The current national debt hovers around $14.3 trillion. This is very troubling, considering the United States’ 2010 GDP came in around $14.7 trillion. That means the national debt is scary close to being 100% of GDP.
Two Options to Reduce National Debt
Although the national debt changes constantly (you can even get updated on the national debt amount on Twitter), major reductions only come when the government spends less than it earns.
As with personal finance, there are two ways to reduce debt: increase income while not increasing spending, or reducing spending. In the federal government hierarchy, spending less isn’t very popular. It doesn’t matter what political stance you prefer. All must admit that government spending has increased dramatically and no end is seen on the horizon. Small cuts in spending will have little impact on the overall debt.
That leaves on major option: increasing income. For the government that means increased taxes. A small increase in corporate or personal income tax rates could result in billions of extra dollars to use toward debt repayment. We mention this because one of the reason’s a Roth IRA is an attractive retirement investment option is you pay taxes today on your investment, and never again. If tax rates double by the time you retire, it won’t impact your nest egg. (The opposite is true of Traditional IRAs. Doubling of tax rates would have a devastating impact on your nest egg.)
Current Taxes on a $1 Million Portfolio
Let’s look at an example portfolio with $1 million invested in a Traditional IRA. You’ve received a tax deferral for those investments when you first invested. Now it is time for retirement. Let’s also assume you withdraw $60,000 per year out of that portfolio and have no other form of income. Based on the 2011 single filer tax brackets, your marginal tax rate would be 25%. You would pay $11,125 in taxes based on that income level and that bracket ($4,750 + 25% of the $25,500 of income in that bracket).
|$0 – $8,500||10% of taxable income|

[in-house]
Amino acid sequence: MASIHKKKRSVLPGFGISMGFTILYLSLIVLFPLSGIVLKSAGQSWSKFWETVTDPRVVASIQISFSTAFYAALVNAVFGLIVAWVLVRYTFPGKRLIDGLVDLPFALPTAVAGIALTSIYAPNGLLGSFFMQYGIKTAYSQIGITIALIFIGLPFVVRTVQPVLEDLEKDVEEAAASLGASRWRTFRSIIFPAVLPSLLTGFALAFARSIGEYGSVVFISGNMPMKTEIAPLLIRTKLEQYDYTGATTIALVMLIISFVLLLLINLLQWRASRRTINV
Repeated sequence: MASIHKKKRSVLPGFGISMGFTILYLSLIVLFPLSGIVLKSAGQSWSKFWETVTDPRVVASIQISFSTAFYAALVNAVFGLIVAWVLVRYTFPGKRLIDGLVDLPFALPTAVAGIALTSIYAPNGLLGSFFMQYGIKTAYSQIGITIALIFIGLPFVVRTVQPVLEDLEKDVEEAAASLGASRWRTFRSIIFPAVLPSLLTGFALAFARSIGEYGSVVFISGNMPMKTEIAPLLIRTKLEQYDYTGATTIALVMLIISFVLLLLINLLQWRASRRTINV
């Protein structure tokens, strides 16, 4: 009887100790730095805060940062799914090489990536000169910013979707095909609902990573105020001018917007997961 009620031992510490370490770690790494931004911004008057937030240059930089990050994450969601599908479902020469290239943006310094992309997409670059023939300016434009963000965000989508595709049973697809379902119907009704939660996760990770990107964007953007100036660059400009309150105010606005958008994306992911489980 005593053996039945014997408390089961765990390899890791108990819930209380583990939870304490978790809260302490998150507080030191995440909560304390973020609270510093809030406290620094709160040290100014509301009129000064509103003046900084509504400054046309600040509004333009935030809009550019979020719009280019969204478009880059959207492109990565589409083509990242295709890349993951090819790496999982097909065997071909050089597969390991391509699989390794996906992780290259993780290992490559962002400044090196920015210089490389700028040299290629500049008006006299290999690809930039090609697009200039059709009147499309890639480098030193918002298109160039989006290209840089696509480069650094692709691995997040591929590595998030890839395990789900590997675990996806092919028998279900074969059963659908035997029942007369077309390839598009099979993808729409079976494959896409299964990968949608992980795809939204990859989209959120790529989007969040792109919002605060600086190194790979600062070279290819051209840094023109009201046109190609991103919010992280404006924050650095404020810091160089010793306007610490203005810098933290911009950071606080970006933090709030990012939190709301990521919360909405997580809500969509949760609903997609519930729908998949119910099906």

|$8,500 – $34,500||$850 plus 15% of excess over $8,500|
|$34,500 – $83,600||$4,750 plus 25% of excess over $34,500|
|$83,600 – $174,400||$17,025 plus 28% of excess over $83,600|
|$174,400 – $379,150||$42,449 plus 33% of excess over $174,400|
|$379,150+||$110,016.50 plus 35% of excess over $379,150|
If your tax bracket during your working years had been in the 28% or higher brackets, you just received a nice tax benefit for waiting to pay taxes. But what if the brackets went up?
Theoretical Increased Taxes on a $1 Million Portfolio
Now let’s say Congress is forced into a corner and can’t come up with any spending cuts to fight the large deficit. They, to the chagrin of their constituents, increase all tax rates by 5% across the board:
|Taxable Income||New Theoretical Tax Brackets|
|$0 – $8,500||15% of taxable income|
|$8,500 – $34,500||$1,275 plus 20% of excess over $8,500|
|$34,500 – $83,600||$6,475 plus 30% of excess over $34,500|
|$83,600 – $174,400||$21,205 plus 33% of excess over $83,600|
|$174,400 – $379,150||$51,169 plus 38% of excess over $174,400|
|$379,150+||$128,974 plus 40% of excess over $379,150|
Now that $60,000 annual withdrawal from the Traditional IRA falls into the 30% marginal tax bracket. The tax you owe would jump from $11,125 to $14,125. If your initial tax bracket had been 25% or 28% you would have been better off using a Roth IRA.
What Will Congress Do?
There’s simply no way you can predict what Congress will do now, 10 years from now, or 30 years from now. But we’ll have to deal with rising deficits and debt eventually and the options are limited. Don’t be caught unaware when tax rates go up and your retirement hangs in the balance.